Remember the 5.7 magnitude Magna earthquake last year right during the pandemic peak? Many of us were awoken at 7am on March 18 with shaking, rumbling, and some damage to our belongings. With covid concerns, too, the timing could not have been worse. Luckily, damage throughout the Salt Lake valley wasn’t extensive and there were no serious injuries or deaths recorded. But for many of us, it got us thinking about emergency preparedness. The first 72 hours after a disaster is critical to survival. Having a well-stocked kit for each member of the family is a smart move for everyone, not matter how much food storage or other supplies you have in a storage room.
Basic 72-hour kits are best in a durable backpack or duffel bag that’s easy to grab and carry. Ready.gov recommends the following items for a basic 72-hour disaster supply kit:
- Water (one gallon per person per day – drinking and sanitation)
- Food for three days (non-perishable)
- Battery-powered or hand crank radio (and a NOAA Weather Radio)
- First aid kit
- Extra batteries
- Dust mask
- Plastic sheeting and duct tape (for shelter-in-place needs)
- Moist towelettes, garbage bags, plastic ties (personal sanitation)
- Wrench or pliers (for turning of utilities if necessary)
- Manual can opener
- Local maps
- Cell phone with chargers and backup batteries.
It’s important to add to these basics based on your and your family’s individual needs. Think about what your family cannot live without and make sure you have that in your kits. Common items think about adding include:
- Surgical masks (we should all have plenty of these now)
- Disinfectant wipes, hand sanitizer, and/or soap
- Any prescription items such as medications, glasses, or contacts
- Non-prescription medications such as ibuprofen, laxatives, and anti-diarrheal medications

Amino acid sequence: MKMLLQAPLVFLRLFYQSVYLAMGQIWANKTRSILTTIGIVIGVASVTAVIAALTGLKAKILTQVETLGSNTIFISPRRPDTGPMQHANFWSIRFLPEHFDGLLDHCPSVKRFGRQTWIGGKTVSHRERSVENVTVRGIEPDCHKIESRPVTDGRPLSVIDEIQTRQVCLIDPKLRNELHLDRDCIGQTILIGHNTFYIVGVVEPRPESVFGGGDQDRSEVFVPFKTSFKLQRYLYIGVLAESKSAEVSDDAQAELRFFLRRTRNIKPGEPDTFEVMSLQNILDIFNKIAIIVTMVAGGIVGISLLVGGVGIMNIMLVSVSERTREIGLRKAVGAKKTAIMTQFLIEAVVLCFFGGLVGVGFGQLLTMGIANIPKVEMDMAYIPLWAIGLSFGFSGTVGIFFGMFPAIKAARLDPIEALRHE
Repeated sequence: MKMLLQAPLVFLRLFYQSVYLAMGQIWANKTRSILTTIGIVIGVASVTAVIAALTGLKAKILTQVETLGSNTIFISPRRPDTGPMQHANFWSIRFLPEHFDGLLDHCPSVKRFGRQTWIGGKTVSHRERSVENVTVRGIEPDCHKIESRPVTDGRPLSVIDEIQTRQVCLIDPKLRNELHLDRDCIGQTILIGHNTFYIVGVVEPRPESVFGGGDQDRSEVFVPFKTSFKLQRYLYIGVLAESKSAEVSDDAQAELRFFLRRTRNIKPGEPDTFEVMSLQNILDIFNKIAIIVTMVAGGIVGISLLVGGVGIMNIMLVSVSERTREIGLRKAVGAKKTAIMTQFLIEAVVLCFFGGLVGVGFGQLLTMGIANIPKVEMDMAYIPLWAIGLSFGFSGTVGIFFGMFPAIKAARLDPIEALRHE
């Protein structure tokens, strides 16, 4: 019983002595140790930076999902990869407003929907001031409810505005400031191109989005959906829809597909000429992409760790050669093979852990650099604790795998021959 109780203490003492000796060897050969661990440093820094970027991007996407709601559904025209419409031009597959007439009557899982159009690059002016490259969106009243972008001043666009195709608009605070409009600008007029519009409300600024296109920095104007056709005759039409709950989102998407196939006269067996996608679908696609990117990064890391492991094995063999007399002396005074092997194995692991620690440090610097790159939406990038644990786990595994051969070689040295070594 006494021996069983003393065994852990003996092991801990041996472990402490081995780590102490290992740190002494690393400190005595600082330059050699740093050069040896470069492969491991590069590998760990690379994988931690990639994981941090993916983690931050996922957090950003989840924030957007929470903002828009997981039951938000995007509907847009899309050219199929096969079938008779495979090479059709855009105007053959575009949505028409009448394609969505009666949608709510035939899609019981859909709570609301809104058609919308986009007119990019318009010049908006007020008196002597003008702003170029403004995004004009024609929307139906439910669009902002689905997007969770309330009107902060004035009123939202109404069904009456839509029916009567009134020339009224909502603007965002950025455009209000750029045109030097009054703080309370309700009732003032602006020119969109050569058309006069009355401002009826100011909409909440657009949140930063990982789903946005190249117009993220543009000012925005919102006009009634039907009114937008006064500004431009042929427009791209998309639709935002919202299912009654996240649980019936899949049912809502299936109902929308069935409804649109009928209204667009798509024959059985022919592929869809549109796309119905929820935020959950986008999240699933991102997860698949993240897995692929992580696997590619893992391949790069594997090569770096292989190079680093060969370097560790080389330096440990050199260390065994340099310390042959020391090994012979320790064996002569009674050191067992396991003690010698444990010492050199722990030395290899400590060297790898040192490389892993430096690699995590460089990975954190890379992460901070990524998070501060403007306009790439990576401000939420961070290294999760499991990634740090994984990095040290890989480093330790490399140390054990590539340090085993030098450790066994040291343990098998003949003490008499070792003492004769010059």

- Necessary items for a pet
- Cash and copies of important family documents
- Blankets, gloves, and a change of clothing
- Matches or lighters (in waterproof containers)
- Feminine hygiene supplies or personal hygiene products
- Utility knife and a durable chord
Maintaining and Storage
A quality 72-hour kit’s food should stay good for a long time, but you still need to check it from time to time. If something expires, you’ll want to replace it. And be grateful you didn’t need to use the kit yet. In addition to checking food expiration dates, you’ll want to update your kit based on your changing needs. Check the kit each year and add or remove items as needed as your lifestyle grows and shifts. Be sure to store kits in a dry location that is easy to access. Hallway closets by the front door are good options inside the home. If you spend a lot of time at the office, one by your desk may be your best choice. And if you spend a lot of time in your car, keeping one in the trunk is also a great place for a 72-hour kit.
Shield-Safety has a lot of options for you, including the Mayday Survival Kit or the Roll and Go 72 Hour Kit. Both are packed and ready to go, one-person kits. We can also work with you to customize a kit for whatever your needs are.